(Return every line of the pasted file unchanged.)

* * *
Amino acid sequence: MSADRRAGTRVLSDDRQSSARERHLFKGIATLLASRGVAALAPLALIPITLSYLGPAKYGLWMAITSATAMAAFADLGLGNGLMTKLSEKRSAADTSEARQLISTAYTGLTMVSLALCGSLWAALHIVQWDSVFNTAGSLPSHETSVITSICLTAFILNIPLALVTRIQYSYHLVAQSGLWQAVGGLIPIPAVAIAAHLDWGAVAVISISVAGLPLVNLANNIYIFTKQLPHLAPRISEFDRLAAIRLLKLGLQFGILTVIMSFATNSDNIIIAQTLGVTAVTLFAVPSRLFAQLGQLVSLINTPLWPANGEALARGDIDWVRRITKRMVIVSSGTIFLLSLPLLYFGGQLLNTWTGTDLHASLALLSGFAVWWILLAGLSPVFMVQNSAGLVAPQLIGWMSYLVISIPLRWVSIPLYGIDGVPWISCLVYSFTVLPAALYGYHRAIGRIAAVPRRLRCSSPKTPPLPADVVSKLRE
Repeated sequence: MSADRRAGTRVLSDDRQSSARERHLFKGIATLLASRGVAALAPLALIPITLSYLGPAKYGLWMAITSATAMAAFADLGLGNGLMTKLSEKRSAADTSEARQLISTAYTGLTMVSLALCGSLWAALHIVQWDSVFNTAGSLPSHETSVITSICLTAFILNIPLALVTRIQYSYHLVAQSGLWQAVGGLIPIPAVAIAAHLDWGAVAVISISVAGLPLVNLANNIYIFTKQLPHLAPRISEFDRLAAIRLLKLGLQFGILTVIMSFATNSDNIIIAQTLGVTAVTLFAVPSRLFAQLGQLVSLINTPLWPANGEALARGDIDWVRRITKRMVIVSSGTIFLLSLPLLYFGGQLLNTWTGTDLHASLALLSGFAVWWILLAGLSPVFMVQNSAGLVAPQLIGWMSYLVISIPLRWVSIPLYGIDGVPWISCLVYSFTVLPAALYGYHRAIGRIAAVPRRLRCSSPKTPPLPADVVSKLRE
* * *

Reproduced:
Amino acid sequence: MSADRRAGTRVLSDDRQSSARERHLFKGIATLLASRGVAALAPLALIPITLSYLGPAKYGLWMAITSATAMAAFADLGLGNGLMTKLSEKRSAADTSEARQLISTAYTGLTMVSLALCGSLWAALHIVQWDSVFNTAGSLPSHETSVITSICLTAFILNIPLALVTRIQYSYHLVAQSGLWQAVGGLIPIPAVAIAAHLDWGAVAVISISVAGLPLVNLANNIYIFTKQLPHLAPRISEFDRLAAIRLLKLGLQFGILTVIMSFATNSDNIIIAQTLGVTAVTLFAVPSRLFAQLGQLVSLINTPLWPANGEALARGDIDWVRRITKRMVIVSSGTIFLLSLPLLYFGGQLLNTWTGTDLHASLALLSGFAVWWILLAGLSPVFMVQNSAGLVAPQLIGWMSYLVISIPLRWVSIPLYGIDGVPWISCLVYSFTVLPAALYGYHRAIGRIAAVPRRLRCSSPKTPPLPADVVSKLRE
Repeated sequence: MSADRRAGTRVLSDDRQSSARERHLFKGIATLLASRGVAALAPLALIPITLSYLGPAKYGLWMAITSATAMAAFADLGLGNGLMTKLSEKRSAADTSEARQLISTAYTGLTMVSLALCGSLWAALHIVQWDSVFNTAGSLPSHETSVITSICLTAFILNIPLALVTRIQYSYHLVAQSGLWQAVGGLIPIPAVAIAAHLDWGAVAVISISVAGLPLVNLANNIYIFTKQLPHLAPRISEFDRLAAIRLLKLGLQFGILTVIMSFATNSDNIIIAQTLGVTAVTLFAVPSRLFAQLGQLVSLINTPLWPANGEALARGDIDWVRRITKRMVIVSSGTIFLLSLPLLYFGGQLLNTWTGTDLHASLALLSGFAVWWILLAGLSPVFMVQNSAGLVAPQLIGWMSYLVISIPLRWVSIPLYGIDGVPWISCLVYSFTVLPAALYGYHRAIGRIAAVPRRLRCSSPKTPPLPADVVSKLRE